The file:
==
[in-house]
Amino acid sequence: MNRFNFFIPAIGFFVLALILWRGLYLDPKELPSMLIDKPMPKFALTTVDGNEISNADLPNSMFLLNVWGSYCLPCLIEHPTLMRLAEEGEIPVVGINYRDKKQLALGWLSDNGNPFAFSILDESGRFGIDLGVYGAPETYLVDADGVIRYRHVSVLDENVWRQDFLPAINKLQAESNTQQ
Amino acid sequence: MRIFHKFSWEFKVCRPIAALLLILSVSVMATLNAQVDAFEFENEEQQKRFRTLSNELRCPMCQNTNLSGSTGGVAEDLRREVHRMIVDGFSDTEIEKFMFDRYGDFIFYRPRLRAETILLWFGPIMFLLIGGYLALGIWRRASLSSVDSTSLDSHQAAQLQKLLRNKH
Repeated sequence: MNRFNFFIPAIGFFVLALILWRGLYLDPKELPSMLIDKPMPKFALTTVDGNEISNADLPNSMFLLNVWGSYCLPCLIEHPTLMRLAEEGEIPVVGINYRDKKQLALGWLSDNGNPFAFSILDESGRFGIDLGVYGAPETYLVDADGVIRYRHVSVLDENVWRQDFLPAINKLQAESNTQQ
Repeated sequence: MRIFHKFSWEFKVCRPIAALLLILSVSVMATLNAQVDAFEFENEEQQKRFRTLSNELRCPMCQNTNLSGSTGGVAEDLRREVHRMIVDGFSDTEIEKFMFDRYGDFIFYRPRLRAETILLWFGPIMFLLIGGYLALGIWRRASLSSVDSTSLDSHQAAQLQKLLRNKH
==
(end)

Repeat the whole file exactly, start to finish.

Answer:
[in-house]
Amino acid sequence: MNRFNFFIPAIGFFVLALILWRGLYLDPKELPSMLIDKPMPKFALTTVDGNEISNADLPNSMFLLNVWGSYCLPCLIEHPTLMRLAEEGEIPVVGINYRDKKQLALGWLSDNGNPFAFSILDESGRFGIDLGVYGAPETYLVDADGVIRYRHVSVLDENVWRQDFLPAINKLQAESNTQQ
Amino acid sequence: MRIFHKFSWEFKVCRPIAALLLILSVSVMATLNAQVDAFEFENEEQQKRFRTLSNELRCPMCQNTNLSGSTGGVAEDLRREVHRMIVDGFSDTEIEKFMFDRYGDFIFYRPRLRAETILLWFGPIMFLLIGGYLALGIWRRASLSSVDSTSLDSHQAAQLQKLLRNKH
Repeated sequence: MNRFNFFIPAIGFFVLALILWRGLYLDPKELPSMLIDKPMPKFALTTVDGNEISNADLPNSMFLLNVWGSYCLPCLIEHPTLMRLAEEGEIPVVGINYRDKKQLALGWLSDNGNPFAFSILDESGRFGIDLGVYGAPETYLVDADGVIRYRHVSVLDENVWRQDFLPAINKLQAESNTQQ
Repeated sequence: MRIFHKFSWEFKVCRPIAALLLILSVSVMATLNAQVDAFEFENEEQQKRFRTLSNELRCPMCQNTNLSGSTGGVAEDLRREVHRMIVDGFSDTEIEKFMFDRYGDFIFYRPRLRAETILLWFGPIMFLLIGGYLALGIWRRASLSSVDSTSLDSHQAAQLQKLLRNKH